Gobi manchurian

Yield: 1 servings

Measure Ingredient
\N x Ea Cauliflower (Gobi)
\N x Corn Flour (or Corn meal)
\N x Maggie Sweet & Sour Ketchup,
\N \N (available in Indian stores)
\N \N OR
\N x Chinese Sweet & Sour Sauce
\N \N (available in Chinese stores)
3 \N Garlic cloves, fine chopped
6 \N Inches Ginger, fine chopped
6 \N To 8 green chilies, cut longitudinally
\N x Ajinamoto (MSG - available in Chinese stores)

GOBI MANCHURIAN INGREDIENTS

PREPARATION: First pluck the flowerettes from the Cauliflower. You may cut them into bitesize pieces. Make a batter of Corn meal by adding water to 1 cup of corn meal. Add a little salt to taste and mix well to a thin paste. Dip the Gobi pieces in the batter completely and fry them until light brown. Spread them on a paper towel so that the extra oil soaks into the towel.

On a frying pan (A non stick) or a Wok, put little bit of oil (Sesame or Peanut oil will give you that special taste) and heat it for a minute in low to medium flame.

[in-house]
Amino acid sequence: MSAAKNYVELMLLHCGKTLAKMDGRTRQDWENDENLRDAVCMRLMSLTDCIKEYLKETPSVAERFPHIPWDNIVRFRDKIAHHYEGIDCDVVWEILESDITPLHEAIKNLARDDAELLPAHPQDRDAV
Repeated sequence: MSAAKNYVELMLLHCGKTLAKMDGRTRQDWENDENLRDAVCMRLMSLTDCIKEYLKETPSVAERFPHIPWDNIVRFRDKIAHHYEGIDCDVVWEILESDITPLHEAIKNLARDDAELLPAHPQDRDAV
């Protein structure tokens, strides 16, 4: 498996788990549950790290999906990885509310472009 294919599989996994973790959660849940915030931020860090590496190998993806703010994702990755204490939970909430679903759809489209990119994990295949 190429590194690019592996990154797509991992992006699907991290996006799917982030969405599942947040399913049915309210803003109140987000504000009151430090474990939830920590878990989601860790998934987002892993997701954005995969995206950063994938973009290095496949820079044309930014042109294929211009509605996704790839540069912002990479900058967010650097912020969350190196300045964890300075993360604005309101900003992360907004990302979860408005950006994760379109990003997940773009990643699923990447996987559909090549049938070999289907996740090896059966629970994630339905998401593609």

Put the cut Garlic, Ginger and green chillies and fry them until they start to turn brown. Add two tablespoons of Sweet & Sour Sauce to this and start turning the mixture for about 2 minutes so as not to let it stick to the pan. Now add the fried Gobi pieces to this mixture and depending upon the dryness of the mixture, you may add 2 more tablespoons of the sweet & sour sauce. Continue stirring for about 10 minutes. For the last 2 minutes, add a pinch of Ajinamoto (MSG - optional) to the manchurian. You can add salt to taste. The whole process takes about 20 minutes to prepare.

OBSERVATIONS: Depending upon how hot you like it, you can add/reduce the pieces of green chillies. You may also increase Garlic/Ginger pieces depending upon who your guests are. Depending on how dry/fluidy you like your manchurian, you need to reduce/add the Sweet & Sour sauce. Very little Ajinamoto (MSG) is to be added to give the Chinese aroma to your manchurian. God help you if add more than 4.

CONCLUSION: I had to try this recipe thrice till I got the Bangalorish look and taste to the Manchurian. Courtesy: Harish Amble Submitted By SAM LEFKOWITZ On 09-11-95

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